On this day in 1882, the great scientist Robert Goddard was born. Given that yesterday we did Sputnik 1, it just makes sense to do America’s most famous “rocket man” today. It reminds me of an old cartoon where a man walks up to two men who are trying to fix a car. The man says, “May I help? I am a rocket scientist!” Well, that was Goddard. He is best known for having build the first liquid-fueled rocket. The first of these was launched in 1926.
In his lifetime, he patented 214 inventions. One, of course, was the liquid-fueled rocket. But of equal importance to the future of space flight was the multistage rocket. If you are old enough to remember the Apollo missions, you will recall the the rockets got shorter and shorter as the flight progressed. The reason for this is so that the mass of the rocket gets smaller as it runs out of fuel, and so takes less fuel to accelerate. Goddard was the first man to propose that idea.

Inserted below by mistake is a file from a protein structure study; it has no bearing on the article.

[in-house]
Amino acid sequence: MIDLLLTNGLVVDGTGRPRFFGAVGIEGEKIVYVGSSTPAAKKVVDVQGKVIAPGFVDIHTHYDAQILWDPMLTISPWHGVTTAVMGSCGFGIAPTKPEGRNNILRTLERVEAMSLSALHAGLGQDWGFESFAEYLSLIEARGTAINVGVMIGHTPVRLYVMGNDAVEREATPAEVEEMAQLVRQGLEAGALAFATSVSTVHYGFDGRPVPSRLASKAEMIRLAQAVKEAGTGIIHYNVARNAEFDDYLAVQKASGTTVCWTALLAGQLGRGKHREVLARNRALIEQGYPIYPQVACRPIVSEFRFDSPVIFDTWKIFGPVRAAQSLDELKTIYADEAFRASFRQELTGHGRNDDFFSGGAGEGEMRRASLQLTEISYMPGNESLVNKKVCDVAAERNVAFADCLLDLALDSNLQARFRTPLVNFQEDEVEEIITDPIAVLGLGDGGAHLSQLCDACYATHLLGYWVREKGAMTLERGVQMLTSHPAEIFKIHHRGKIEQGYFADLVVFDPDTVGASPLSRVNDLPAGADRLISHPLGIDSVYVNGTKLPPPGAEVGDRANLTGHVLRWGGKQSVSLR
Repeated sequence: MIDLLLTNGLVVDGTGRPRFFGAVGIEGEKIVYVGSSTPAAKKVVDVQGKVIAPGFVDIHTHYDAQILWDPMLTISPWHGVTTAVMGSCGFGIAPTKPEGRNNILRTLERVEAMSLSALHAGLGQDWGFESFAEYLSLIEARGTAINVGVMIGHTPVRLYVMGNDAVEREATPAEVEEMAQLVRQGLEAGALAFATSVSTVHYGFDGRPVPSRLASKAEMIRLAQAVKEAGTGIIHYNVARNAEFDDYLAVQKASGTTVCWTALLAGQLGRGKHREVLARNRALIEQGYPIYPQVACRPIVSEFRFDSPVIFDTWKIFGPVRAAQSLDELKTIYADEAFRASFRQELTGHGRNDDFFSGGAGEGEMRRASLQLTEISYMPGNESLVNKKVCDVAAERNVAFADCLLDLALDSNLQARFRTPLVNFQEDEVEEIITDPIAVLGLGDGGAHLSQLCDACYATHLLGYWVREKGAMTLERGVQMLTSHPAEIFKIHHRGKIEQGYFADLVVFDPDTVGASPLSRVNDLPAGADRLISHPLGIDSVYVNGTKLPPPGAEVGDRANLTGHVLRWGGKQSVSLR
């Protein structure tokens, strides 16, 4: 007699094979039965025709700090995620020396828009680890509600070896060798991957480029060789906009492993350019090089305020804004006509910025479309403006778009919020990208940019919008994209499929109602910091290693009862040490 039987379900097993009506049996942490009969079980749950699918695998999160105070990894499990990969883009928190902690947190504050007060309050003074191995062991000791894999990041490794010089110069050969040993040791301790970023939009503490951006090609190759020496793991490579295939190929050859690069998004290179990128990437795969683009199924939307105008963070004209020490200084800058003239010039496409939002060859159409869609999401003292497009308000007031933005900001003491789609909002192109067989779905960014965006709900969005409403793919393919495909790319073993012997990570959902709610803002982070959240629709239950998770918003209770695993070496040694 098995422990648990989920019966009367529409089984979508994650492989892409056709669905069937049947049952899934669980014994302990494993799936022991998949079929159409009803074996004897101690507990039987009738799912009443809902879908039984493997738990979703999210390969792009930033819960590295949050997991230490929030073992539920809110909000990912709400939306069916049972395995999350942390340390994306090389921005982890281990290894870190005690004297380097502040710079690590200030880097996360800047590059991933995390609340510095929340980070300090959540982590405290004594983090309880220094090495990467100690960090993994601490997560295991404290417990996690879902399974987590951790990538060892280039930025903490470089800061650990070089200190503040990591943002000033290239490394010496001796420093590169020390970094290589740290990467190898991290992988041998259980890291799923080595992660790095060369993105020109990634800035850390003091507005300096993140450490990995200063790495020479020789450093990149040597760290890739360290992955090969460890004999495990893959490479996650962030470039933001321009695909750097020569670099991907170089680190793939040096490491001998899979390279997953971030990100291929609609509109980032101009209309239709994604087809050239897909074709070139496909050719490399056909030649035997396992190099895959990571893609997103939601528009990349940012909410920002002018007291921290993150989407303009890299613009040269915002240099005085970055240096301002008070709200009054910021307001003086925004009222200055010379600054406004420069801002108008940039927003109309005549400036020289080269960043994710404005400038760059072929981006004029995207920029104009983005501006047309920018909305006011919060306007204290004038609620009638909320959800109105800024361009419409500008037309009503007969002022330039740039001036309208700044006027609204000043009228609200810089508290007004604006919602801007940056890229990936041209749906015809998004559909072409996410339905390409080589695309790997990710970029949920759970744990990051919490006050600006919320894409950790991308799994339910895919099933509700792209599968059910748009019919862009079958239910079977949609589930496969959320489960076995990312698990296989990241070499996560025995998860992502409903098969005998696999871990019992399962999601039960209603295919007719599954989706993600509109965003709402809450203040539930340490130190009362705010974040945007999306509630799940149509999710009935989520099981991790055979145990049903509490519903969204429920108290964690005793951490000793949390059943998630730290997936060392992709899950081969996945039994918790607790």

Goddard was ahead of his time and this led to his often being mocked in the press. For example, The New York Times mocked his idea that a rocket could propel itself in the vacuum of space without having anything to push against. Of course, this was well known by Newton. It is about the most basic concept in mechanics: conservation of momentum. So Goddard was being mocked about even the most rock solid of science that he proposed. The New York Times later printed a retraction, 49 years later — long after Goddard’s death — the day after the launch of Apollo 11.
As a result of this, Goddard tended to work alone with his own technicians. This undoubtedly slowed the speed of innovation in the field. Small minds — especially those with large audiences — have a tendency to do that. In the 1920s, The New York Times had the power to slow innovation in rocket and space science. Today, Fox News and other ring wing media outlets (along with a strong assist from mainstream media outlets) have the power to stop serious public debate about the unquestioned findings of climate science. Back then, we had to fear small minds. Today we have to fear a total lack of minds.
But Goddard was a great man and if it weren’t for him, Sputnik 1 would doubtless have been delayed by years or even decades. Although the circumstances of his life and work were not optimal, Goddard shows that science and scientists will not be denied. Great minds will flourish if given the smallest opportunity. Sadly, there are many in this country who want to deprive even the smallest of opportunities.
Happy birthday Robert Goddard!